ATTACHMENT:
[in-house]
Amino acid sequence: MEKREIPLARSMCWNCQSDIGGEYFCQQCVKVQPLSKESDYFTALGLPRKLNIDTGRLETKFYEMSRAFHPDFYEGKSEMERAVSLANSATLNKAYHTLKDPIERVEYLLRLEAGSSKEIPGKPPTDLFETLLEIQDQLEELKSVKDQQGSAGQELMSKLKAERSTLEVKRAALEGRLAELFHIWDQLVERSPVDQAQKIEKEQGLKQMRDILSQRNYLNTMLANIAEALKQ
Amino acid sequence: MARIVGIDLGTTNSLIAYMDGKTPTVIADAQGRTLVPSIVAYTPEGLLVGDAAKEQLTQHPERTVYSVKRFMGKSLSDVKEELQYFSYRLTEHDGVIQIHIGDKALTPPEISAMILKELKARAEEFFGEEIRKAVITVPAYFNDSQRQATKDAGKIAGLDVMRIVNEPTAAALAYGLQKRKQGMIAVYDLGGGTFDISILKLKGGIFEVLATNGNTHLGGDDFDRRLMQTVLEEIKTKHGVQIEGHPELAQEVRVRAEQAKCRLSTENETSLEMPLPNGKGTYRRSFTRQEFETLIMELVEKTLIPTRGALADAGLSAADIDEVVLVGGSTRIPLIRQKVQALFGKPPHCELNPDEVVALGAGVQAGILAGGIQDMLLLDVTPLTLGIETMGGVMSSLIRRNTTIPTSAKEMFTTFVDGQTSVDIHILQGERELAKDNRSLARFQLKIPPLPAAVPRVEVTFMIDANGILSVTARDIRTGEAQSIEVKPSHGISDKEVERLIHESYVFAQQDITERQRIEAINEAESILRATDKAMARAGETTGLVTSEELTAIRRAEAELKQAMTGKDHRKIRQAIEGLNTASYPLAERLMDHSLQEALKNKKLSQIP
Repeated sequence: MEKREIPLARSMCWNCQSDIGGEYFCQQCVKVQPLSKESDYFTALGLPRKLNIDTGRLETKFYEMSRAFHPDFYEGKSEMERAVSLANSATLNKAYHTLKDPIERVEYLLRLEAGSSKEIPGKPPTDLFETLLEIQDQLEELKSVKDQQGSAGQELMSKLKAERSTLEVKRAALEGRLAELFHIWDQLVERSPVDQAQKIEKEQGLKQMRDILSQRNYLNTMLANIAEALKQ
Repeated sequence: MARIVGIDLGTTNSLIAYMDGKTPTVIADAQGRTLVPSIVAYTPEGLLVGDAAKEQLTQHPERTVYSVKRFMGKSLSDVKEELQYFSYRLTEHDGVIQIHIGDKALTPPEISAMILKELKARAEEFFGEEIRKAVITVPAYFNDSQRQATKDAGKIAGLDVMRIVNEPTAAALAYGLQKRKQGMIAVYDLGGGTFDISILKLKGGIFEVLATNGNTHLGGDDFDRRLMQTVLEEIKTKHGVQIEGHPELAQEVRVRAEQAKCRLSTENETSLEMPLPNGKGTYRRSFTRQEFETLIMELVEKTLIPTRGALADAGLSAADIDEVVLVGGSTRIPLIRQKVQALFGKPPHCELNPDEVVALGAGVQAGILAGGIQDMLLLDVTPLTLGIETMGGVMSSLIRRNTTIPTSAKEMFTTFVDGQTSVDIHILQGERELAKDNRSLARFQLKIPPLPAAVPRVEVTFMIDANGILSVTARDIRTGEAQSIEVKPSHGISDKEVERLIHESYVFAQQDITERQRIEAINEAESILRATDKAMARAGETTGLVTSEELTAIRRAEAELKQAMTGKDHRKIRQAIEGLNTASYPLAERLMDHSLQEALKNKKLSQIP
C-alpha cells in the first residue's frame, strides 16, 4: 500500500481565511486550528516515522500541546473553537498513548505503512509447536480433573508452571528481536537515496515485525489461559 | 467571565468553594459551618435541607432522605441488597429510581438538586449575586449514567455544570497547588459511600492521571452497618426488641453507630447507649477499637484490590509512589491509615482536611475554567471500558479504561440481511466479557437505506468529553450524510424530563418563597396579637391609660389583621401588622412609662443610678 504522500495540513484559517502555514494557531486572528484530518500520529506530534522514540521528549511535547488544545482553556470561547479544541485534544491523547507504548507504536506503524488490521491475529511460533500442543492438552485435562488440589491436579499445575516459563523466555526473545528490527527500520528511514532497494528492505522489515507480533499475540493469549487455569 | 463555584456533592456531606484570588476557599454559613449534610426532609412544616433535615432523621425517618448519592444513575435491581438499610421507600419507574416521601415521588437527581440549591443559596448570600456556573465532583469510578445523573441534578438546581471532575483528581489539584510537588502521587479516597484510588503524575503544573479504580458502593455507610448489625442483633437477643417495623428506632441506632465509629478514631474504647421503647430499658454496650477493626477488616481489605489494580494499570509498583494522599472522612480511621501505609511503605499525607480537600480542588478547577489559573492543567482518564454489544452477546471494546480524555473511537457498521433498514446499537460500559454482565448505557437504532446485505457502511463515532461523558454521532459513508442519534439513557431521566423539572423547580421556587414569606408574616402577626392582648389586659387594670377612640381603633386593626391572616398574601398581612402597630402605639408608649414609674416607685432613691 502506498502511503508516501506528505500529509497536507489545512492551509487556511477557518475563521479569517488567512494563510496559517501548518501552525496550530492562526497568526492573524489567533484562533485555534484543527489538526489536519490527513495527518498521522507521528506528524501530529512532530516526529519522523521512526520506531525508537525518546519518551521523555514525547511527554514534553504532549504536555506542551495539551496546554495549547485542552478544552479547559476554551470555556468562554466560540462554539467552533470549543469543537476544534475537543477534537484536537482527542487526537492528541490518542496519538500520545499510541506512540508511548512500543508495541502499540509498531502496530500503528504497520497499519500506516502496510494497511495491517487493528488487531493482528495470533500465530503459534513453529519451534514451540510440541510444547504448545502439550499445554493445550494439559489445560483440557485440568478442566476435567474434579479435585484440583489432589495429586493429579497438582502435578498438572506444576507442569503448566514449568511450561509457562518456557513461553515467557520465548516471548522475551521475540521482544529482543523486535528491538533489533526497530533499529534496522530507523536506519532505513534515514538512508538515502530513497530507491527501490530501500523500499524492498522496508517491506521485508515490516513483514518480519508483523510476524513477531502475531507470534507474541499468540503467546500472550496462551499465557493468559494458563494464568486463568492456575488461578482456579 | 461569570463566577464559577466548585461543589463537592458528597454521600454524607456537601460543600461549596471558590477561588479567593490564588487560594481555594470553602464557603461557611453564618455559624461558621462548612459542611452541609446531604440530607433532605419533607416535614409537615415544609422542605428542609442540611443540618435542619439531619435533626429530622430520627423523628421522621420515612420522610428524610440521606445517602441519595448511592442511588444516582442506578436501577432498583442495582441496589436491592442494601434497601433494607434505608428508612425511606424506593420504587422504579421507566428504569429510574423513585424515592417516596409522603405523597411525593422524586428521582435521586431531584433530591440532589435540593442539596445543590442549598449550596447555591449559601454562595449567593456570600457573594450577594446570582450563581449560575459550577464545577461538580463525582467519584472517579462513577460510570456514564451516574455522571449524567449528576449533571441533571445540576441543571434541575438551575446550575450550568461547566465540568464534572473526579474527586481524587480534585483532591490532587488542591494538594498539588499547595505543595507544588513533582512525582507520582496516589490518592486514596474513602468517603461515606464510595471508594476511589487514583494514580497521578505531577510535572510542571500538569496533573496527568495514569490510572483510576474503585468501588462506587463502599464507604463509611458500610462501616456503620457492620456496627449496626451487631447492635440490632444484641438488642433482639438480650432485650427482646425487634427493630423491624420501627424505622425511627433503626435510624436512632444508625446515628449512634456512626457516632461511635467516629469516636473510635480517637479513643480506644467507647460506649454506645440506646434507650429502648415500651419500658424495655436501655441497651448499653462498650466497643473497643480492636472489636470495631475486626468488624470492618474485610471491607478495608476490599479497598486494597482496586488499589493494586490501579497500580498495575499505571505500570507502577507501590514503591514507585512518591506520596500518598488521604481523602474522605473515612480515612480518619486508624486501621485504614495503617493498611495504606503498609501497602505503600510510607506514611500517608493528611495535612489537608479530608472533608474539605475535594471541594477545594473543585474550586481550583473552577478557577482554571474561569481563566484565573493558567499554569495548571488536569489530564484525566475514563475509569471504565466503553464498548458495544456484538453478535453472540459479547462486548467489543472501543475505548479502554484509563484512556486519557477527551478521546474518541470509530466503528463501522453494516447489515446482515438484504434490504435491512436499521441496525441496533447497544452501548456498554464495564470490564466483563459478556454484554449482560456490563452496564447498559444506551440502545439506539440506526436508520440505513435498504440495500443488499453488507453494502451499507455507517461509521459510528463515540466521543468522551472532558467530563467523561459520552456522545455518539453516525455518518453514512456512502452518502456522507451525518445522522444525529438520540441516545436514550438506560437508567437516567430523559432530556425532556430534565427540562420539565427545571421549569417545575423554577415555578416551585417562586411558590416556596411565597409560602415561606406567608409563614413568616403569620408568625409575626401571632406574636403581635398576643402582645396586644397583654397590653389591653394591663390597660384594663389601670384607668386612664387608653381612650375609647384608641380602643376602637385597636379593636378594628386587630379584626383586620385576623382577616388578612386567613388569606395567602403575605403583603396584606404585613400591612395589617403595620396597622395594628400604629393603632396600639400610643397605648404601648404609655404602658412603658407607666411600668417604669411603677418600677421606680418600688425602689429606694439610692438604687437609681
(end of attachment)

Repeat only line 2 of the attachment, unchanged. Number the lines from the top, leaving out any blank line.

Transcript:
Amino acid sequence: MEKREIPLARSMCWNCQSDIGGEYFCQQCVKVQPLSKESDYFTALGLPRKLNIDTGRLETKFYEMSRAFHPDFYEGKSEMERAVSLANSATLNKAYHTLKDPIERVEYLLRLEAGSSKEIPGKPPTDLFETLLEIQDQLEELKSVKDQQGSAGQELMSKLKAERSTLEVKRAALEGRLAELFHIWDQLVERSPVDQAQKIEKEQGLKQMRDILSQRNYLNTMLANIAEALKQ